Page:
‘Tom of Finland’ Review

Pihla Pekkarinen takes a look at the biographical film of a queer art icon.

“Tom of… Tom of Finland.”
“Tom of Sweden would sell more.”

In its portrayal of a legendary gay icon, Tom of Finland (dir. Dome Karukoski) makes a commendable effort to condense a lifetime of groundbreaking art and activism into a two-hour whistle-stop tour of its protagonist’s life. It follows the story of Touko Laaksonen, a gay World War II veteran living in highly homophobic 1950s Finland. Suffocatingly closeted, he turns to art to realize the fantasies he cannot otherwise express. Facing arrest and as a result living in deep secrecy in his hometown of Helsinki, he builds his portfolio and eventually sends it to the US, where his drawings quickly become emblems for gay culture. It’s a story worthy of careful biopic treatment but unfortunately, by trying to tick every box, Tom of Finland gets lost within itself and leaves its audience unfulfilled.

The film’s first minutes are characterized by trenches and gunfire interspersed with Touko’s homoerotic fantasies. The opening sequences set the tone for the rest of the runtime: this film oozes sex. We see the character of Kake (an unabashedly venereal biker in tight leather trousers birthed from Touko’s imagination) smirking at us at the most unexpected points, and the film does not shy away from the topic of sex, referenced to both implicitly and explicitly.

The cinematography of the scenes set in Finland is perfectly bleak and gloomy, with any traces of joy markedly absent and replaced by a painfully accurate atmosphere of general distaste for most things in life. The blue-toned and dark scenes, amounting to about 70% of the film in total, are contrasted with those set in underground gay bars, where the red ambient lighting screams erotica. These scenes feel dangerously thrilling, touching briefly on the dangers of being gay in a predominantly Nazi society. The L.A. sequences, on the other hand, are bright and bubbly, and the juxtaposition of humourless Touko against a backdrop of green grass and pools filled with phallic floaties is rather comic. The jump from Helsinki to LA, while abrupt, works surprisingly well with the story as it feels like a continuation of Touko’s imagination, an alternate reality where “everyone’s gay in LA.”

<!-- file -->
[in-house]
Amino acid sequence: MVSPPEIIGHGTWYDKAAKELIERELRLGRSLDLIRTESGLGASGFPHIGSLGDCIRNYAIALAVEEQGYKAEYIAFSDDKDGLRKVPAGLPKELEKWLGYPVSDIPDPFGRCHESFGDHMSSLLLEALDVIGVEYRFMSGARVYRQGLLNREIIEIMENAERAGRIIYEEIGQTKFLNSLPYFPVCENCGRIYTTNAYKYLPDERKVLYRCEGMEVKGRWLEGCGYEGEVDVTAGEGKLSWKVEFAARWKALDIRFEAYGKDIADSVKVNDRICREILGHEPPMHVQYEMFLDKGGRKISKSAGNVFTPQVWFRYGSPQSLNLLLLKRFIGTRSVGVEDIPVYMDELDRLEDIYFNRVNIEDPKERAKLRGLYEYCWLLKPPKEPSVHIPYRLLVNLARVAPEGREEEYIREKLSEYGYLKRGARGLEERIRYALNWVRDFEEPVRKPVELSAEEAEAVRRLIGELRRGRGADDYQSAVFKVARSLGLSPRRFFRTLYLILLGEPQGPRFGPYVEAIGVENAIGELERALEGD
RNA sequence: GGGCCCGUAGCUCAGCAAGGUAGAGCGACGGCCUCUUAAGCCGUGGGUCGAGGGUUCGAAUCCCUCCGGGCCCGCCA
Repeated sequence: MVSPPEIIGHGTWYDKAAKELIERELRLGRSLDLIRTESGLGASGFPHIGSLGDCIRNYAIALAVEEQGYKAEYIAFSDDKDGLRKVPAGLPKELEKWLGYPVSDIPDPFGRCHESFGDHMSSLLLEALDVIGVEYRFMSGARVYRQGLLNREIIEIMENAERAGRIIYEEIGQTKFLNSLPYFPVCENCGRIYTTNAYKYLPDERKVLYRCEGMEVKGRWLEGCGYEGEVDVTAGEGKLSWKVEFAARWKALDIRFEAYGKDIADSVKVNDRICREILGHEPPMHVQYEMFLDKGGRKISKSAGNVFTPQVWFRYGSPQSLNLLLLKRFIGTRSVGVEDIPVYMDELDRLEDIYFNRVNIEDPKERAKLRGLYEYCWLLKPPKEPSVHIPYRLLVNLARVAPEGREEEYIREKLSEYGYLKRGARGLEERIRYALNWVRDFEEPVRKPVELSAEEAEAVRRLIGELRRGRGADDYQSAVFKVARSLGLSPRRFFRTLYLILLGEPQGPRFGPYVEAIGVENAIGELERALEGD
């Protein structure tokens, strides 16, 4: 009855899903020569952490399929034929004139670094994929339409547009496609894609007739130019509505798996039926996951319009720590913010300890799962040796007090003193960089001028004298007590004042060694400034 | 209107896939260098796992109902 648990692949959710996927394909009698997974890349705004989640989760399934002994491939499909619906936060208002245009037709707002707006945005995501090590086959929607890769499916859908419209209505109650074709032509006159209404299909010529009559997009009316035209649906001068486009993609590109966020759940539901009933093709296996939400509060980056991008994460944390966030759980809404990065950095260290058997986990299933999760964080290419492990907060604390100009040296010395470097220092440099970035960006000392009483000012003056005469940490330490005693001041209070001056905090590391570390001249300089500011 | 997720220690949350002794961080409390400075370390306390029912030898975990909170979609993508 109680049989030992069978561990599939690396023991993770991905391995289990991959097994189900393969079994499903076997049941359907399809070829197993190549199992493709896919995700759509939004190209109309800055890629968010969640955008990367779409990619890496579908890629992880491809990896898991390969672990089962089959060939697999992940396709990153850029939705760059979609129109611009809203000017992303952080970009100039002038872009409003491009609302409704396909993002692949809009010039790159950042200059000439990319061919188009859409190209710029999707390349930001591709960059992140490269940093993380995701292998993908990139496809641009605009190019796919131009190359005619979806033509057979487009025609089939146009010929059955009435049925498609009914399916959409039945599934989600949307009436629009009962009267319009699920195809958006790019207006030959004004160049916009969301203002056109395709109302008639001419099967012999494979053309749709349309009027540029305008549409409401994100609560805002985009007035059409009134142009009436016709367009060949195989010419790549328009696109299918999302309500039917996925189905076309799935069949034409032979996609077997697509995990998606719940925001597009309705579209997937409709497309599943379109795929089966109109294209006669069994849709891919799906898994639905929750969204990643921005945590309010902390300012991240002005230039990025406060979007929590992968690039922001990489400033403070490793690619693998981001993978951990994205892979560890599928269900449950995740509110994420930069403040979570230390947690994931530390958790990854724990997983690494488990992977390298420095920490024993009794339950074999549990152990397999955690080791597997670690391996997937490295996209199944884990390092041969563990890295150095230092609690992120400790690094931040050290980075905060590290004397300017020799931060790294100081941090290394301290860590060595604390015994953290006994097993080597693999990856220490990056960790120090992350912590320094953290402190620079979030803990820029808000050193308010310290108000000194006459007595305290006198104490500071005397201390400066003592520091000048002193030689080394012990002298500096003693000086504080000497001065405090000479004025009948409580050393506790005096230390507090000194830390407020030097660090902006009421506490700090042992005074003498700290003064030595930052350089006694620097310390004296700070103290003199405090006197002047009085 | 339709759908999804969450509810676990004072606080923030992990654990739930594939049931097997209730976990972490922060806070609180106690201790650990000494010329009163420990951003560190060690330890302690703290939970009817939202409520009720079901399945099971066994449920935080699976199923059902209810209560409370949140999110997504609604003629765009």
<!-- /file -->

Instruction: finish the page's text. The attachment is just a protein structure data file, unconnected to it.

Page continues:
Pekka Strang gives a charming performance as Touko Laaksonen, a war veteran plagued by his past and suffocated by the present. He hits every marker of a true Finn: distant, reserved, and frugal with his words. He made me feel like I was home again. His sister, played by Jessica Grabowsky, is equally likeable, her obvious love and concern for her brother making her homophobic comments all the more piercing. Shamefully, her character is left underdeveloped and her eventual acceptance of her brother’s sexuality is unexplained, leaving us with a somewhat two-dimensional view of her.

The problems with the writing don’t end there. The scattered screenplay makes the film convoluted and prevents it from gaining any real depth. The PTSD element of Touko’s character dominates the first half of the film, but inexplicably disappears in the second; the central love story is surface-level and fails to gain our empathy; and the desperate attempt in the final five minutes to include a mention of HIV/AIDS seems misplaced and disrespectful to the sombre subject matter. Though the actors put their best foot forward, every minor character in the film is shallow and flat. The film lacks focus and structure, which ultimately makes the viewing experience disengaging rather than heartwarming. And, perhaps most disappointingly, the focus never rests on Tom of Finland’s groundbreaking art, disregarding his lifetime of achievements in queer culture.

Overall, there is a lot to like in Tom of Finland. The visuals and Strang’s performance come together to form an impeccable image of dreariness and misery, wonderfully familiar to any Finn. The shortcomings of the screenplay, however, prevent the film from reaching its full potential, and the result is an enjoyable but fragmented portrait of an illustrious man, attempting to cover the full timeline of his life but barely scratching the surface.

A Laaksonen illustration

Tom of Finland was released in the UK on August 11th. Check out the trailer below.

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